This report is a first attempt of formalizing the diagonalization proof technique.We give a strategy how to systematically construct diagonalization proofs: (i) findingan indexing relation, (ii) constructing a diagonal element, and (iii) making the implicitcontradiction of the diagonal element explicit. We suggest a declarative representationof the strategy and describe how it can be realized in a proof planning environment.
We examine different possibilities of coupling saturation-based theorem pro-vers by exchanging positive/negative information. We discuss which positive ornegative information is well-suited for cooperative theorem proving and show inan abstract way how this information can be used. Based on this study, we in-troduce a basic model for cooperative theorem proving. We present theoreticalresults regarding the exchange of positive/negative information as well as practi-cal methods and heuristics that allow for a gain of efficiency in comparison withsequential provers. Finally, we report on experimental studies conducted in theareas condensed detachment, unfailing completion, and superposition.The author was supported by the Deutsche Forschungsgemeinschaft (DFG).
Within this paper we focus on both the solution of real, complex problems using expert system technology and the acquisition of the necessary knowledge from a case-based reasoning point of view. The development of systems which can be applied to real world problems has to meet certain requirements. E.g., all available information sources have to be identified and utilized. Normally, this involves different types of knowledge for which several knowledge representation schemes are needed, because no scheme is equally natural for all sources. Facing empirical knowledge it is important to complement the use of manually compiled, statistic and otherwise induced knowledge by the exploitation of the intuitive understandability of case-based mechanisms. Thus, an integration of case-based and alternative knowledge acquisition and problem solving mechanisms is necessary. For this, the basis is to define the "role" which case-based inference can "play" within a knowledge acquisition workbench. We will discuss a concrete casebased architecture, which has been applied to technical diagnosis problems, and its integration into a knowledge acquisition workbench which includes compiled knowledge and explicit deep models, additionally.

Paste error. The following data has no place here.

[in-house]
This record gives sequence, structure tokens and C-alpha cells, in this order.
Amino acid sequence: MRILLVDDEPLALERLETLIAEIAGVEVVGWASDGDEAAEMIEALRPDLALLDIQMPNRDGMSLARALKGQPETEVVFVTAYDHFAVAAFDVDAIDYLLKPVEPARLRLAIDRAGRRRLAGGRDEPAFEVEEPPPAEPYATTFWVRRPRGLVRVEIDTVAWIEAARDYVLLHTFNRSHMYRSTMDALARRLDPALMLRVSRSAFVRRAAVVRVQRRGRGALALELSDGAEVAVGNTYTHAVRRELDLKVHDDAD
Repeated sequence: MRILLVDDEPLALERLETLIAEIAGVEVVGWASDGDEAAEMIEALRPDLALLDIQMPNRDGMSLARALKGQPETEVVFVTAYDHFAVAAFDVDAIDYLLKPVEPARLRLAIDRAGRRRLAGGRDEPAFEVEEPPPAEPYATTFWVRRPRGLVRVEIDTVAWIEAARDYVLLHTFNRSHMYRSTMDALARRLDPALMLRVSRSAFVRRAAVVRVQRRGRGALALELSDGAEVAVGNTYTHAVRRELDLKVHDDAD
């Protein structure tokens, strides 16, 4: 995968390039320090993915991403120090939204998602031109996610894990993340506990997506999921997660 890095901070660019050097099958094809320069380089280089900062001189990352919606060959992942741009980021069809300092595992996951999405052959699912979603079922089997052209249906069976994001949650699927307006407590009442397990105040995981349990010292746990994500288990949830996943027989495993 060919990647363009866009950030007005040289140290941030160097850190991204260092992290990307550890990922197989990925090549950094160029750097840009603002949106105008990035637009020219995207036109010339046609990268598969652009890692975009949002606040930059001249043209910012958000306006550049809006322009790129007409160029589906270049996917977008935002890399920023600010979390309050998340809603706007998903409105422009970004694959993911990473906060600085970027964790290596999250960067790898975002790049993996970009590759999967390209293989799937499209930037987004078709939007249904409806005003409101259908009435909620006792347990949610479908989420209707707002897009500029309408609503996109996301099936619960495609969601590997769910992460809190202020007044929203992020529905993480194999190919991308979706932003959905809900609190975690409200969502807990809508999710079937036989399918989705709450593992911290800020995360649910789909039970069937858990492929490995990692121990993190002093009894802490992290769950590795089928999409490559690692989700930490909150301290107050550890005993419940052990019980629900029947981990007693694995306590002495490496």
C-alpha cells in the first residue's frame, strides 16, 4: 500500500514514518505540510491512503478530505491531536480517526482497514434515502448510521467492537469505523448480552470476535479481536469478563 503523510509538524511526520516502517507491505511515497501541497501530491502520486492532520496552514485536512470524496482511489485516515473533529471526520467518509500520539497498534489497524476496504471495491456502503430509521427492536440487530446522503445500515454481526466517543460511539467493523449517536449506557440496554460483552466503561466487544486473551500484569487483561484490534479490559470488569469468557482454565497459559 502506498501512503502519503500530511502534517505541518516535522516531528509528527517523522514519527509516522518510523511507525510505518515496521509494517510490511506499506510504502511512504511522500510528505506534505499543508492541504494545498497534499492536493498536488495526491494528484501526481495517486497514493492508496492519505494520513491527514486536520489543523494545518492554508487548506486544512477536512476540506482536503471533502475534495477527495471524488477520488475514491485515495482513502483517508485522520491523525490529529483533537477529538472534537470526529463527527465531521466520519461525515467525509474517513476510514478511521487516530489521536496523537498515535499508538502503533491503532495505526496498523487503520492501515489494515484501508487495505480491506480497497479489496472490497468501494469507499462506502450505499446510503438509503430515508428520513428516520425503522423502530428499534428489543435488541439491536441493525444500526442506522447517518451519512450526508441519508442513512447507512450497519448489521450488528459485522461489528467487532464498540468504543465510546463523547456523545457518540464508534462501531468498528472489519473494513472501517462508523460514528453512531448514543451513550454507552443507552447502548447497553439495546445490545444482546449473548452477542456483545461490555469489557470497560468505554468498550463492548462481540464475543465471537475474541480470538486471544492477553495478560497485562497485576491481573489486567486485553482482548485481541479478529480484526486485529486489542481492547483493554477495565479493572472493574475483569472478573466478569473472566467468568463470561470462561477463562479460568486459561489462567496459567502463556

Proof planning is an alternative methodology to classical automated theorem prov-ing based on exhausitve search that was first introduced by Bundy . The goal ofthis paper is to extend the current realm of proof planning to cope with genuinelymathematical problems such as the well-known limit theorems first investigated for au-tomated theorem proving by Bledsoe. The report presents a general methodology andcontains ideas that are new for proof planning and theorem proving, most importantlyideas for search control and for the integration of domain knowledge into a general proofplanning framework. We extend proof planning by employing explicit control-rules andsupermethods. We combine proof planning with constraint solving. Experiments showthe influence of these mechanisms on the performance of a proof planner. For instance,the proofs of LIM+ and LIM* have been automatically proof planned in the extendedproof planner OMEGA.In a general proof planning framework we rationally reconstruct the proofs of limittheorems for real numbers (IR) that were first computed by the special-purpose programreported in . Compared with this program, the rational reconstruction has severaladvantages: It relies on a general-purpose problem solver; it provides high-level, hi-erarchical representations of proofs that can be expanded to checkable ND-proofs; itemploys declarative contol knowledge that is modularly organized.